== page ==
Supreme Court rejects pesticide trespass

State's justices said the organic farmers plaintiff can sue for negligence over contaminated crops.

Pesticide that drifts onto an organic farm is negligence -- not trespassing -- the Minnesota Supreme Court said Wednesday, overturning a lower court decision that supporters of organic food had considered a significant victory.

But in a mixed opinion, the justices also sent the case back to the trial court so the plaintiff farmers could make a case to recover a portion of the economic losses.

Environmental lawyers said the decision provides important clarification of the legal recourse for Minnesotans who have been harmed by drifting pollution, anything from pesticide to soot. Rather than simply proving that drift has occurred, which is what the Appeals Court decided in the pesticide case, plaintiffs must prove negligence and, in order to win damages, they also have to prove harm.

"They have to show the action was unreasonable in some way, and that's harder to prove," said Alexandra Klass, an environmental law professor at the University of Minnesota.

The pesticide drift case is one among many across the country that illustrate how the fight over farm chemicals has become contentious. Consumers and health experts are worried about the consequences of pesticides and herbicides in the food chain, and the demand for organically grown food is rising in lockstep with their concerns.

The suit was filed by Oluf and Debra Johnson, organic farmers in Stearns County. When they decided to go through the complex, three-year process of organic certification in the 1990s, they asked the local cooperative, Paynesville Farmers Union, to take precautions with spraying pesticides around their farm, according to court documents.

But in the following 10 years, the cooperative repeatedly sprayed neighboring land with pesticides that drifted over to their farm. The Johnsons had to burn fields, plow under soybeans and take their fields out of production when they lost their organic certification under federal rules. They sued the co-op in 2009, charging negligence and trespassing.

Trespassing clarified

The district court threw out the suit, saying Minnesota does not recognize trespassing "by particulate matter," and that the Johnsons could not prove damages.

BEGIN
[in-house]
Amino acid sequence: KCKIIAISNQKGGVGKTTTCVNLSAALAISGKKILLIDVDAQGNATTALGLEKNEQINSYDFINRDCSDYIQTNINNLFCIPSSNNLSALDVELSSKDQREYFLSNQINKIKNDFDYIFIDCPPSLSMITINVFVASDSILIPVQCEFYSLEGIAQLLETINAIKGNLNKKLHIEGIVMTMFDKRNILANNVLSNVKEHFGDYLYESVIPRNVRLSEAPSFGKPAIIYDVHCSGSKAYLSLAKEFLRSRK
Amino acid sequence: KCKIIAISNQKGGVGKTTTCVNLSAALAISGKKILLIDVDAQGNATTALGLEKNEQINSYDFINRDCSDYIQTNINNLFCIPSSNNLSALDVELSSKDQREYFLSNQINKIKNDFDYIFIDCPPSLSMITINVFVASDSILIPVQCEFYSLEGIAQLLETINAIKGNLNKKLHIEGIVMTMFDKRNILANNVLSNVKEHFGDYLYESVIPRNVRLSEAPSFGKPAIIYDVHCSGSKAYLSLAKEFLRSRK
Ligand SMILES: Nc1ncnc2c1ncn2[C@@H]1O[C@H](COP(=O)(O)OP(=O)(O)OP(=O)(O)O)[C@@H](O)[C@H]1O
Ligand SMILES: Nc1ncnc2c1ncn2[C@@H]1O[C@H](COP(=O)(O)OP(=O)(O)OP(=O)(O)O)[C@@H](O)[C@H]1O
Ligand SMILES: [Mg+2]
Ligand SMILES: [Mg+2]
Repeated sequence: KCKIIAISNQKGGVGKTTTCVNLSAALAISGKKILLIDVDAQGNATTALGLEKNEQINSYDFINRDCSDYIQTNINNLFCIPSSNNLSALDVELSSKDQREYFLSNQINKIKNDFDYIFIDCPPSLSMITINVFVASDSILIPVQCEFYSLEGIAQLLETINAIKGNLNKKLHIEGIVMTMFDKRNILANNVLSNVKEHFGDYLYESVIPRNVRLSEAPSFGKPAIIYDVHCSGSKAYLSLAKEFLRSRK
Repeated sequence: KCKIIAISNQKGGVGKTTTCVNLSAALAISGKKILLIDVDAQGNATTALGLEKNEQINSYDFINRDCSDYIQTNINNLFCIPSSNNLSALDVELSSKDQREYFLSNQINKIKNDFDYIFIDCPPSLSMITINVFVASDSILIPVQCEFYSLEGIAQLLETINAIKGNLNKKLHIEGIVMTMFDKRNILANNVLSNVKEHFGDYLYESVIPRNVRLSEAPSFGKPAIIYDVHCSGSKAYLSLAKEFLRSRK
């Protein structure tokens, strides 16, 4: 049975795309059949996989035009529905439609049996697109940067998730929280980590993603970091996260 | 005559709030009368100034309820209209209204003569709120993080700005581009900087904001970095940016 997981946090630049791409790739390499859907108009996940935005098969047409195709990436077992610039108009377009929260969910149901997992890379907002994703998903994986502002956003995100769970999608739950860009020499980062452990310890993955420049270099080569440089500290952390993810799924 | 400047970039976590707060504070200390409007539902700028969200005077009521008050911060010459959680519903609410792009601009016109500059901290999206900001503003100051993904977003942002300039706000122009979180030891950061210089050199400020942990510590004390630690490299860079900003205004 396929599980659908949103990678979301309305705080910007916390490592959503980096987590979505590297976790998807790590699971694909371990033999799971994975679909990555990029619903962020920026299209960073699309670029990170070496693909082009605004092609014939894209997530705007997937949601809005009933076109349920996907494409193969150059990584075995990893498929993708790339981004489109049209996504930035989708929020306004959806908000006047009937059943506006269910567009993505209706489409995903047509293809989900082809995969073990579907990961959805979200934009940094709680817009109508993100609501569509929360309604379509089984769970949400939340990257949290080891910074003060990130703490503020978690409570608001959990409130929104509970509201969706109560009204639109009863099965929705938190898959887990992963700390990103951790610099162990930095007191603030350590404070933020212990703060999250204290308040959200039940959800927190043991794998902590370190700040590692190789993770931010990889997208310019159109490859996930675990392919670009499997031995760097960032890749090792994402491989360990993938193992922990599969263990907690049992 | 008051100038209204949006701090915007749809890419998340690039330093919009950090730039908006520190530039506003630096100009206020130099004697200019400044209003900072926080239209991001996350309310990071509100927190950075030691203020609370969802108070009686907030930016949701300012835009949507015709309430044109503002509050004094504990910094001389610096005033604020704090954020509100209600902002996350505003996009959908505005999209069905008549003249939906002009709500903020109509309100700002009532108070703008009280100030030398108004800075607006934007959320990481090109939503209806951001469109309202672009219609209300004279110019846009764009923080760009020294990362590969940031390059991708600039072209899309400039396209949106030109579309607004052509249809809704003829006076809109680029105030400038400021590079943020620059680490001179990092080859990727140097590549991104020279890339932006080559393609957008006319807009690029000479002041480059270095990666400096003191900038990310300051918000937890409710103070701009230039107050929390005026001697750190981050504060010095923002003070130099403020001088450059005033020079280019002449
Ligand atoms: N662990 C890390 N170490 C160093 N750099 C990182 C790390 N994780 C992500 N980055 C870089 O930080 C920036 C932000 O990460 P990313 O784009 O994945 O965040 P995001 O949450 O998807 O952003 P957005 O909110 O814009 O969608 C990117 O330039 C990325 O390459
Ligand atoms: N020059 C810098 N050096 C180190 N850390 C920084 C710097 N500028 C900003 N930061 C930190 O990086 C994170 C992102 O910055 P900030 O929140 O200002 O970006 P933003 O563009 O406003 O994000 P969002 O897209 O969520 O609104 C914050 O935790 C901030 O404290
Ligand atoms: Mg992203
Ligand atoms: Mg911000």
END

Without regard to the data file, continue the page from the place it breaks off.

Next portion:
The Appeals Court disagreed, ruling that Minnesota law recognizes many things as trespassing, including thrown objects, water and bullets.

But the Supreme Court, in an opinion written by Justice Lorie Skjerven Gildea, agreed with the district court. Pesticide drift is "intangible" and cannot be a form of trespassing, the decision said.

The court also said the amount of pesticides on the Johnsons' crops was not enough to violate their organic certification under federal rules. The agent who told them they had to repeat the three-year certification process interpreted the rules incorrectly, the court said.

That provides important clarity for both organic and conventional farmers, said Rich Sobalvarro, the attorney for the Paynesville cooperative.

"If your neighbor gets something on your land, you don't lose your certification," he said. "That's a good thing. It provides a clear guide ... as to how both can use their land."

But Arlo H. Vande Vegte, the Johnsons' attorney, said that even though it provides clarity, the decision is a blow to the quality of organic food in Minnesota.

From now on, when pesticide drift occurs, he said, farmers will be less likely to lose their organic certification.

"There will be a bunch of organic farmers who will say, 'I have drift, but you can't decertify me,'" he said. "Which means that there will be more and more pesticides in organic products."

Josephine Marcotty • 612-673-7394

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